New Delhi: Two doctors, a woman posing as a surgeon, a laboratory technician, and several patients dead – a sensational episode has come to light in Delhi’s posh Greater Kailash area. Four people were arrested in connection with the deaths of two patients who underwent surgeries at a clinic in the south Delhi locality.
Three people – Dr Neeraj Agarwal, his wife Pooja Agarwal and Dr Jaspreet Singh – were arrested along with former laboratory technician Mahender Singh on Tuesday, the Delhi Police said.
According to the police, a patient, Asghar Ali, was admitted to the clinic in 2022 for gallbladder treatment. Initially, Mr Ali was informed that the surgery would be performed by Dr Jaspreet, a qualified surgeon. However, just before the operation, Dr Jaspreet was replaced by Pooja and Mahendra.
After exiting the operating room, Mr Ali reportedly experienced severe pain and was promptly transported to Safdarjung Hospital, where he was pronounced dead upon arrival.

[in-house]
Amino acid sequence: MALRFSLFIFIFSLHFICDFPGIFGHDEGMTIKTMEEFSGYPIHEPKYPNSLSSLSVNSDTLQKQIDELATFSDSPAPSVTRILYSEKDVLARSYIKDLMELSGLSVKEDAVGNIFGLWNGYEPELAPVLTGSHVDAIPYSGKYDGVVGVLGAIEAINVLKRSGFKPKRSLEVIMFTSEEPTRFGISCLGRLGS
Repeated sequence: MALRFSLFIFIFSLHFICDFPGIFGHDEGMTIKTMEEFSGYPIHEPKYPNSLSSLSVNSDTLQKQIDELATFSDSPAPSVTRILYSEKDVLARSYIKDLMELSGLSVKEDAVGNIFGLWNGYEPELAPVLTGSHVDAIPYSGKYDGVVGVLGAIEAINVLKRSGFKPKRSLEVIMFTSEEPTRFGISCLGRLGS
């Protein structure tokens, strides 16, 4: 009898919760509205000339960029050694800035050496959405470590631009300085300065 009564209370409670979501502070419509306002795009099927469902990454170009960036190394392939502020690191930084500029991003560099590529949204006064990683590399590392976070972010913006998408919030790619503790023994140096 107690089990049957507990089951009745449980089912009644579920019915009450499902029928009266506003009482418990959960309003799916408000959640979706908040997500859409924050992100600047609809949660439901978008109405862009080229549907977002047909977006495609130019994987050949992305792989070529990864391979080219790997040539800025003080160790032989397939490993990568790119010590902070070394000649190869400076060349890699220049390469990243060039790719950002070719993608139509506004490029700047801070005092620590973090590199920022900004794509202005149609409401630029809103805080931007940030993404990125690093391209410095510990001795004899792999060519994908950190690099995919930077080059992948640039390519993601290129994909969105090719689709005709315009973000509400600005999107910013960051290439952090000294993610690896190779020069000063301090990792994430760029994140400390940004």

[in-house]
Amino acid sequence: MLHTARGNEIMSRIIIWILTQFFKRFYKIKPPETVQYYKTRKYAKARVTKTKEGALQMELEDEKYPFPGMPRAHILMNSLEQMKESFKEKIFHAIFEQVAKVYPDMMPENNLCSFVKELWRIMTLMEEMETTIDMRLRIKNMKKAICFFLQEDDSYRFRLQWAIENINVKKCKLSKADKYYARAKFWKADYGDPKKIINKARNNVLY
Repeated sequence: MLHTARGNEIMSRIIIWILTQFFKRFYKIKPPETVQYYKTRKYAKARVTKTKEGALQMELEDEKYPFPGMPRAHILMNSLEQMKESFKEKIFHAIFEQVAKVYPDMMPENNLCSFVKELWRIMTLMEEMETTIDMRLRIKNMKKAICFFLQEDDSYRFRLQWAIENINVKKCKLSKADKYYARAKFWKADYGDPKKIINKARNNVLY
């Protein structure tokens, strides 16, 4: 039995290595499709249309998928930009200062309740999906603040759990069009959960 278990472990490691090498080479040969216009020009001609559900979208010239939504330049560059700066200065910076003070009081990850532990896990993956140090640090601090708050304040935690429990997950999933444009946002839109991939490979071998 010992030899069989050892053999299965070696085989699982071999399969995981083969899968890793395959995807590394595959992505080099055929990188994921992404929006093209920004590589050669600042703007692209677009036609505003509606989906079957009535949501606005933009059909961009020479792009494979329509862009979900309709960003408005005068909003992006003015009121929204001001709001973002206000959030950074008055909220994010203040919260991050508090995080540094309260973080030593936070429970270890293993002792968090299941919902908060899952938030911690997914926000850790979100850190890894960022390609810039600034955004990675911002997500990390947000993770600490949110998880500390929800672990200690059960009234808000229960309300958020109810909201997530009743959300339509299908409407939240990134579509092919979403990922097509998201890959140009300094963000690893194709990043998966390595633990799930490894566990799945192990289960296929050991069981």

The patients’ families alleged that Dr Agarwal, who runs the Agarwal Medical Centre, and three others performed surgeries on the vital organs of multiple patients without following established medical protocols. According to the complainants, Dr Agarwal is a physician but performs a varied range surgeries because he possesses forged documents.
An investigation into the case revealed that since 2016, there have been at least nine complaints against Dr Agarwal, Pooja and the Agarwal Medical Centre. According to the police, in all seven cases, patients died due to medical negligence, news agency PTI reported.
“On November 1, a medical board consisting of four doctors was called to examine the medical centre, and a lot of shortcomings and deficiencies were observed,” Deputy Commissioner of Police (DCP) Chandan Chowdhary remarked, adding that the investigation revealed Agarwal’s habitual practice of falsifying documents related to patients’ treatment and surgery.
The cops have also recovered expired surgical blades, original prescription slips belonging to numerous patients, checkbooks from 47 different banks, 54 ATM cards from various banks, passbooks from multiple post offices, and six POS terminal credit card machines from Agarwal’s residence and clinic.